Many of us look to the sky and try to see past it, drawing some imaginary line between Earth and some other very-far-away version of Earth, another white/blue sphere poking a hole in the black background.
It seems we're less inspired by the black background itself, consisting of things like Lupus 4, a collection of dark clouds that mingle with the constellations Lupus ("The Wolf") and Norma ("The Carpenter's Square"). First discovered in 1927, astronomers are still trying to understand the clouds of Lupus 4, nearly a century later. That's perhaps what makes the above photo, captured by the Wide Field Imager on the MPG/ESO 2.2-metre telescope at ESO's La Silla Observatory in Chile and released this morning, so sublime.
It calls to mind one of the better chills in alien sci-fi, astrophysicist Fred Hoyle's novel The Black Cloud. There's nothing gross, no lasers or mind-control, not even a spaceship. For that matter, depending on the reader's interpretation, there might not even be an alien. The threatening force? You guessed it, a big black cloud.
Discovered by accident one night by a student astronomer, The Black Cloud's black cloud's startlingly quick approach is charted less by direct observations than by disappearances. (I actually learned about Hoyle's book in an interview several years back with outgoing SETI director Jill Tarter, who is a fan of the novel in part because it seems like a more reasonable alien story than most others, with its ambiguous unknowability.) As the cloud approaches, more stars leave the night sky, replaced by inky nothingness.
But the cool thing about Lupus 4—the nearest cosmic clouds to our own Solar System, the discovery of which predate Hoyle's novel by several decades—is that it's not destroying anything. Its dark clouds might look creepy as all hell up there blotting out the stars. But it actually exists to create stars.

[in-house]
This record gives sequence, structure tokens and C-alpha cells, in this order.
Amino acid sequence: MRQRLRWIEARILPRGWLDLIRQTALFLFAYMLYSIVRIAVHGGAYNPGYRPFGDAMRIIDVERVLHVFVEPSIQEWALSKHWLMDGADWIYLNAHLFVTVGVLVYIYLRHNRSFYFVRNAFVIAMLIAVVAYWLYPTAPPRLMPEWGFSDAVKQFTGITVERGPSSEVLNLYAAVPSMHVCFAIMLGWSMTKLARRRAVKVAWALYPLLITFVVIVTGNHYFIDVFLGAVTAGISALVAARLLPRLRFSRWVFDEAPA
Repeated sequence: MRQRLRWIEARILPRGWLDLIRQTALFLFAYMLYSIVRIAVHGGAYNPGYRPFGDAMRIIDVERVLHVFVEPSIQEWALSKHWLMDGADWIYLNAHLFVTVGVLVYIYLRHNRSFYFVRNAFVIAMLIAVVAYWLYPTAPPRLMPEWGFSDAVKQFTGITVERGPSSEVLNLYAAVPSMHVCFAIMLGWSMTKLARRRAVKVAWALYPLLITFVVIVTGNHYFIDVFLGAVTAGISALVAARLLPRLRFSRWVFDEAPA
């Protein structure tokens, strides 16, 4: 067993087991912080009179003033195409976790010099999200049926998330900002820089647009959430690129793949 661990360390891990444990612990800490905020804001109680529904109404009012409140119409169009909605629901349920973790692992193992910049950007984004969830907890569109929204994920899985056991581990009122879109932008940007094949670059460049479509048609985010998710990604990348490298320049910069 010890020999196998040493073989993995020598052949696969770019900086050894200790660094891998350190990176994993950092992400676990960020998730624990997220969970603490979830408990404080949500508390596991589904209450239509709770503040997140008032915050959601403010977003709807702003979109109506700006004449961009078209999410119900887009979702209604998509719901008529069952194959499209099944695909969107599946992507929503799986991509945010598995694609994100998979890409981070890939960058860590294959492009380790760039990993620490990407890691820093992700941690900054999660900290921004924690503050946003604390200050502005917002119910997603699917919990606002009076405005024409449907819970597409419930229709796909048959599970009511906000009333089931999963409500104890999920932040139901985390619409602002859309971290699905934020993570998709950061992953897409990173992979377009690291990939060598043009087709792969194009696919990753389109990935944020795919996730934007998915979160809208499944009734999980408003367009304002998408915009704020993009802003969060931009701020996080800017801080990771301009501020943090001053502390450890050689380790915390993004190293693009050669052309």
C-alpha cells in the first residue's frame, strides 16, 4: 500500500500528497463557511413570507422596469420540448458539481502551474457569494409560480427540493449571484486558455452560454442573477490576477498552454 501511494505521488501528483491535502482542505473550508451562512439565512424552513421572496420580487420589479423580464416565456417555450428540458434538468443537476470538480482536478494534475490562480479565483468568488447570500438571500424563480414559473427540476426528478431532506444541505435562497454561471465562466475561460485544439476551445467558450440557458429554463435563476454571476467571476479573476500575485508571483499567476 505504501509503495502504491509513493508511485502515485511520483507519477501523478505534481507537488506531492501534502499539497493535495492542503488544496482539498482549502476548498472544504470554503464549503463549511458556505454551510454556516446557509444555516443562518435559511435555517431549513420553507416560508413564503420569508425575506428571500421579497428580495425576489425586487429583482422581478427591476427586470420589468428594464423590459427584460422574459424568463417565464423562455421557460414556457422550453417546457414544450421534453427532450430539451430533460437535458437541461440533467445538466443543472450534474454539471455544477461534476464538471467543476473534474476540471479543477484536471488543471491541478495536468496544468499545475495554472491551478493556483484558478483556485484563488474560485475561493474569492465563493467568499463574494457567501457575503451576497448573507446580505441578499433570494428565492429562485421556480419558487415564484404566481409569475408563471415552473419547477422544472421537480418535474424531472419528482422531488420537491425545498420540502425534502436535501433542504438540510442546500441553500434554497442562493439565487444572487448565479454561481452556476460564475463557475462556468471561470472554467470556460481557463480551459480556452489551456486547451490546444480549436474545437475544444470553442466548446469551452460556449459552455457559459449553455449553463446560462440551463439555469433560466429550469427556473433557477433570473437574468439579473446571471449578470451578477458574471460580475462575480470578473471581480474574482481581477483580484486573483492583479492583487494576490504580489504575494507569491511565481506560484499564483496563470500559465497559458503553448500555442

The Lupus 4 cloud seen above has so far yielded only a few T Tauris, adolescent stars still in the process of gathering up stellar dust from their cloud surroundings and contracting under their own gravitational pull. They have a lot of energy, but it's all gravitational at this point; T Tauri stars aren't yet dense enough to begin hydrogen fusion, the reaction that fuels main sequence stars like our Sun.
Lupus 4's neighboring cloud cluster, Lupus 3 (below), has been a bit more productive so far, revealing about 40 adolescent stars on the verge of lighting their own fusion furnaces. Nonetheless, the dense, starless core of Lupus 4 promises abundant offspring. One estimate puts its total mass at about 1,600 times that of our own Sun—which portends a very bright future for a very dark place.
As in the movie/novel Contact, which is largely based on Tarter's work, The Black Cloud understands that contact is still subject to human understanding, human resources, and human will. Contact acquires only the meaning that we as humans are capable of giving it. Nothing more.
This is just kind of how it works in the universe: dark clouds, the likes of Lupus 4's, give birth to bright stars. That's where we came from, anyhow. Or, that's where our Sun came from. It might look an awful lot like the universe is on an irreversible path toward an eternal future as an energy-less void, but it's worth taking a good look at where we even started: a black cloud.